5. Bing's Hand Caught In The Google Jar
One upshot from the so-called Searchgate drama between Google (GOOG) - Get Report and Microsoft's (MSFT) - Get Report Bing may be that search quality is only as good as Google makes it.
Google, which controls two-thirds of the total search market, created traps for Bing using phony words assigned phony search results. Using a mishmash like "delhipublicschool40 chdjob" as a search term, Google affixed an Ohio credit union site to the results that came back. Soon after, says Google, Bing's results for that query also turned up the same credit union.
Embarrassing for Microsoft, certainly, and scary for the rest of us since the perceived competition for the best search engine turns out to be little more than No. 2 copying No. 1.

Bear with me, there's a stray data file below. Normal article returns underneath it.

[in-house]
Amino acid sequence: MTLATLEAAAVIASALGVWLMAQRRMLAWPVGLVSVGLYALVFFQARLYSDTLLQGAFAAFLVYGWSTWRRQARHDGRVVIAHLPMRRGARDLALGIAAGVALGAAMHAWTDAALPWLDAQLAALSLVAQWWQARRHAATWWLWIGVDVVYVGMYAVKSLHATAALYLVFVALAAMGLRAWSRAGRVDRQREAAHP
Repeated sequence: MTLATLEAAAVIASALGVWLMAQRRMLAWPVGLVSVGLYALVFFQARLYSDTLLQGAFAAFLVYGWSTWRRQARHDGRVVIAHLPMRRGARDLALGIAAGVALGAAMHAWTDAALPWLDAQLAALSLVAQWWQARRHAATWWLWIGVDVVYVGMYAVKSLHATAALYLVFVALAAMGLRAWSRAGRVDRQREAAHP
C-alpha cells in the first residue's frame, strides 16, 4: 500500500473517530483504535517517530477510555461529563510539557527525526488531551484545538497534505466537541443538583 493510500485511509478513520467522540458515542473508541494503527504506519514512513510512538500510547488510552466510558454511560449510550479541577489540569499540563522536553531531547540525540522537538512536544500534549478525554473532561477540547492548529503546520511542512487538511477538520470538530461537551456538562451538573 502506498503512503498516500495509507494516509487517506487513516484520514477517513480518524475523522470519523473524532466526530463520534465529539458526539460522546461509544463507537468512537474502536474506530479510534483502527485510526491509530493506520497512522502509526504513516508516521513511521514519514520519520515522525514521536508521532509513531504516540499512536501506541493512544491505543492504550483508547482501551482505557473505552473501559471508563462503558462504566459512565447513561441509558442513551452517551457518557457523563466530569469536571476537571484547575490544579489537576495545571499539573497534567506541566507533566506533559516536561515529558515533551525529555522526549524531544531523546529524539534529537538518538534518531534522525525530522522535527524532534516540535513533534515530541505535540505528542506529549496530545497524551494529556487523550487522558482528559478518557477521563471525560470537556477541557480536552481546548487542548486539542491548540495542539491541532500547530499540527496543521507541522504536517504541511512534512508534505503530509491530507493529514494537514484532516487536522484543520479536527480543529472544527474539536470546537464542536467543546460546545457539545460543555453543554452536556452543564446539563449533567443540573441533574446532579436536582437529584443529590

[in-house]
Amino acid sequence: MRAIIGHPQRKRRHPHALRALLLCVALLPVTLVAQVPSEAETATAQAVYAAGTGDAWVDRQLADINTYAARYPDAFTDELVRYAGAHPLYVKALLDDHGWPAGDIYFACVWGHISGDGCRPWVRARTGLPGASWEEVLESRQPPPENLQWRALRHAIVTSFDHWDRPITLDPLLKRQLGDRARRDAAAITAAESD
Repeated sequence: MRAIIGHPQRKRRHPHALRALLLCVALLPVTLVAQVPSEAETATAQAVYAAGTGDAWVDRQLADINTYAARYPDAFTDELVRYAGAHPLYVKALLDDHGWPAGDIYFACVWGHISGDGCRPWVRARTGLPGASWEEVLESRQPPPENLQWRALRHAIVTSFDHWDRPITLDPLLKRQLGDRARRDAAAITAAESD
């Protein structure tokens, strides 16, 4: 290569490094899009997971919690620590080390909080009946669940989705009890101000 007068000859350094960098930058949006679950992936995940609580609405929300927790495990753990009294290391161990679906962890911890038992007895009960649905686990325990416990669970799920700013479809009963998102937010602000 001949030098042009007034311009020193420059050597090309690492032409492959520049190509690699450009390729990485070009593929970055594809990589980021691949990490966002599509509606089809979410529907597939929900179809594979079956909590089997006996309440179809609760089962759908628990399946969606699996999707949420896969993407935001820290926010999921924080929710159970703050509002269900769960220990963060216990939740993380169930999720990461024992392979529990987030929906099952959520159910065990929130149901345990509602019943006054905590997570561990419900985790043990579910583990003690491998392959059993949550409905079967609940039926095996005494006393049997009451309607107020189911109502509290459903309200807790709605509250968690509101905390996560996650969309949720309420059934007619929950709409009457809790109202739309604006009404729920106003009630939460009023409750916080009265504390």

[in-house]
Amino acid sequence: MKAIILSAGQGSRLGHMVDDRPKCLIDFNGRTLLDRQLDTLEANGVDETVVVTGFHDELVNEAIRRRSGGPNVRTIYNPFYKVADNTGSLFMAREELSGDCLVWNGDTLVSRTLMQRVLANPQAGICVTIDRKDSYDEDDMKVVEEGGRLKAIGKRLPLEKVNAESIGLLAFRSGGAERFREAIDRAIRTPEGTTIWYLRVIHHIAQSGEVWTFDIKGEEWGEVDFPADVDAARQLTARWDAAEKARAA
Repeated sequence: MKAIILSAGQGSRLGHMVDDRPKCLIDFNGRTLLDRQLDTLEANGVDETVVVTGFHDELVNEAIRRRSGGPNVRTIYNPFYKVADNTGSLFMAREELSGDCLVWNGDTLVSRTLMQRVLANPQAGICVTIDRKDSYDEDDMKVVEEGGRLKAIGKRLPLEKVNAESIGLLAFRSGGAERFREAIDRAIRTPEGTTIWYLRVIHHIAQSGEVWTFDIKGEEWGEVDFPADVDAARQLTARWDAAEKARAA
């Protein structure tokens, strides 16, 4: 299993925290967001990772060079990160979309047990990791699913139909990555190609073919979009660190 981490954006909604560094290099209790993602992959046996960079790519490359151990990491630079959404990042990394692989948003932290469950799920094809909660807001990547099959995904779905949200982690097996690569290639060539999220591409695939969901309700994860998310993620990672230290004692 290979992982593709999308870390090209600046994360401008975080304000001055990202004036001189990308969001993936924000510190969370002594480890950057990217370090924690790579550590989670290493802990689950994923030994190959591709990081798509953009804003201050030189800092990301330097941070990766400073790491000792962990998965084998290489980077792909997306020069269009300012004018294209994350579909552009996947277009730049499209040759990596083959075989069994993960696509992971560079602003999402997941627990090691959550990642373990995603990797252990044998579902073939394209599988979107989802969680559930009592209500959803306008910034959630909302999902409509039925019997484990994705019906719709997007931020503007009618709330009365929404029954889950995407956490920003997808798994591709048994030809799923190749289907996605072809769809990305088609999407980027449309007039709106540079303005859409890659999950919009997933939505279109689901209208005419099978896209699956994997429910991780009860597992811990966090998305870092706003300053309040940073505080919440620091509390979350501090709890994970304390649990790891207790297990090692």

Bing's public reaction to the sting bordered on amusement. Bing chief Harry Shum called it a "spy-novelesque stunt to generate extreme outliers in tail query ranking" -- whatever that means. Shum didn't deny that Bing copied Google's search results; in fact he tried to put it in a larger we-are-all-on-the-same-team perspective in his blog post.
"The history of the Web and the improvement of a broad array of consumer and business experiences is actually the story of collective intelligence, from sharing HTML documents to hypertext links to click data and beyond. Many companies across the Internet use this collective intelligence to make their products better every day," Shum wrote.
Either way, Microsoft is doing what it has to do. And to some, Microsoft is doing what it has been known to do.
"This is par for the course," said one analyst who asked not to be named. "Microsoft has built a business model over 30 years of knocking off other companies. Why is this any different?"
4. CBS Delivers Super Bowl Sack to Players
The sky is blue on clear days. School buses are generally yellow.